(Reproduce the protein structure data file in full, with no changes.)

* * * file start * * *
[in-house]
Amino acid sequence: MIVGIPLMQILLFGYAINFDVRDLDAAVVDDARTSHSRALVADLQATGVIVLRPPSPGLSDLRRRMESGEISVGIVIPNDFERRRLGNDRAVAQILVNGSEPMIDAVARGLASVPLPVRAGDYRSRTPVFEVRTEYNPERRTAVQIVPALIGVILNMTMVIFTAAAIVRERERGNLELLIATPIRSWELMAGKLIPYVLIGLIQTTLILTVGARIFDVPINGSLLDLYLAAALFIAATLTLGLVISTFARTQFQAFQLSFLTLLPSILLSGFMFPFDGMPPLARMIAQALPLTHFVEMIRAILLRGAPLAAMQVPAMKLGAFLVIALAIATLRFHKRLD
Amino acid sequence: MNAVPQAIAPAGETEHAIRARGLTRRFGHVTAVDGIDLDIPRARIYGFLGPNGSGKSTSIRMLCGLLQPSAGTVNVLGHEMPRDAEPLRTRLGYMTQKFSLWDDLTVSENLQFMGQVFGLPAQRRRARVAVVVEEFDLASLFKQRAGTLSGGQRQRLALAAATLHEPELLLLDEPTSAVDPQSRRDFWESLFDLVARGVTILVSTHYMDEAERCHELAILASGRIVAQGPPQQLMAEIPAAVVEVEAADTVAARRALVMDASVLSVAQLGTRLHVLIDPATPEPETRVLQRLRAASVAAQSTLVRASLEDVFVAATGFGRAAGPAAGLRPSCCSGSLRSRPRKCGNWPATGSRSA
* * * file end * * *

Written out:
[in-house]
Amino acid sequence: MIVGIPLMQILLFGYAINFDVRDLDAAVVDDARTSHSRALVADLQATGVIVLRPPSPGLSDLRRRMESGEISVGIVIPNDFERRRLGNDRAVAQILVNGSEPMIDAVARGLASVPLPVRAGDYRSRTPVFEVRTEYNPERRTAVQIVPALIGVILNMTMVIFTAAAIVRERERGNLELLIATPIRSWELMAGKLIPYVLIGLIQTTLILTVGARIFDVPINGSLLDLYLAAALFIAATLTLGLVISTFARTQFQAFQLSFLTLLPSILLSGFMFPFDGMPPLARMIAQALPLTHFVEMIRAILLRGAPLAAMQVPAMKLGAFLVIALAIATLRFHKRLD
Amino acid sequence: MNAVPQAIAPAGETEHAIRARGLTRRFGHVTAVDGIDLDIPRARIYGFLGPNGSGKSTSIRMLCGLLQPSAGTVNVLGHEMPRDAEPLRTRLGYMTQKFSLWDDLTVSENLQFMGQVFGLPAQRRRARVAVVVEEFDLASLFKQRAGTLSGGQRQRLALAAATLHEPELLLLDEPTSAVDPQSRRDFWESLFDLVARGVTILVSTHYMDEAERCHELAILASGRIVAQGPPQQLMAEIPAAVVEVEAADTVAARRALVMDASVLSVAQLGTRLHVLIDPATPEPETRVLQRLRAASVAAQSTLVRASLEDVFVAATGFGRAAGPAAGLRPSCCSGSLRSRPRKCGNWPATGSRSA